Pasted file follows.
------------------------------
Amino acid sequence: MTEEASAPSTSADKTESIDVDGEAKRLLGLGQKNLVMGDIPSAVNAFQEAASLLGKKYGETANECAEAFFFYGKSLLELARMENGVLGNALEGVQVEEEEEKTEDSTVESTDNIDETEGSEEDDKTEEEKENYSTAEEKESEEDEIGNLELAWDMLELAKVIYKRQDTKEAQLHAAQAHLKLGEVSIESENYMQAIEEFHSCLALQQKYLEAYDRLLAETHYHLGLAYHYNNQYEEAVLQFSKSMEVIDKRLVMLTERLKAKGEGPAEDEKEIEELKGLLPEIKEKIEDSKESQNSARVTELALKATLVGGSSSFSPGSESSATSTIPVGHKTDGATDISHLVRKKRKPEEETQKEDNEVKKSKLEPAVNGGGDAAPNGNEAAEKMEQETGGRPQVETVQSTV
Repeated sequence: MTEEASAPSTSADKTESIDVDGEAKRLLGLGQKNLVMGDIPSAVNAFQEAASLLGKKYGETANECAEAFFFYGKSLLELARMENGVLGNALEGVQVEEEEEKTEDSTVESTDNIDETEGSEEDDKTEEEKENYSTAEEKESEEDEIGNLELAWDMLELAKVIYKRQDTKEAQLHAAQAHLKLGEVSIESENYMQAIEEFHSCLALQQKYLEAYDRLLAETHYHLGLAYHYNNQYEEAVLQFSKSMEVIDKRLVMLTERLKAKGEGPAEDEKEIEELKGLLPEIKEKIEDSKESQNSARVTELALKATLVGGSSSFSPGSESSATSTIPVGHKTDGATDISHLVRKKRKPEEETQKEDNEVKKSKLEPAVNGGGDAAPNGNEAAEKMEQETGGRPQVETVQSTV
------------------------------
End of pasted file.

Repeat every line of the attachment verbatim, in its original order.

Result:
Amino acid sequence: MTEEASAPSTSADKTESIDVDGEAKRLLGLGQKNLVMGDIPSAVNAFQEAASLLGKKYGETANECAEAFFFYGKSLLELARMENGVLGNALEGVQVEEEEEKTEDSTVESTDNIDETEGSEEDDKTEEEKENYSTAEEKESEEDEIGNLELAWDMLELAKVIYKRQDTKEAQLHAAQAHLKLGEVSIESENYMQAIEEFHSCLALQQKYLEAYDRLLAETHYHLGLAYHYNNQYEEAVLQFSKSMEVIDKRLVMLTERLKAKGEGPAEDEKEIEELKGLLPEIKEKIEDSKESQNSARVTELALKATLVGGSSSFSPGSESSATSTIPVGHKTDGATDISHLVRKKRKPEEETQKEDNEVKKSKLEPAVNGGGDAAPNGNEAAEKMEQETGGRPQVETVQSTV
Repeated sequence: MTEEASAPSTSADKTESIDVDGEAKRLLGLGQKNLVMGDIPSAVNAFQEAASLLGKKYGETANECAEAFFFYGKSLLELARMENGVLGNALEGVQVEEEEEKTEDSTVESTDNIDETEGSEEDDKTEEEKENYSTAEEKESEEDEIGNLELAWDMLELAKVIYKRQDTKEAQLHAAQAHLKLGEVSIESENYMQAIEEFHSCLALQQKYLEAYDRLLAETHYHLGLAYHYNNQYEEAVLQFSKSMEVIDKRLVMLTERLKAKGEGPAEDEKEIEELKGLLPEIKEKIEDSKESQNSARVTELALKATLVGGSSSFSPGSESSATSTIPVGHKTDGATDISHLVRKKRKPEEETQKEDNEVKKSKLEPAVNGGGDAAPNGNEAAEKMEQETGGRPQVETVQSTV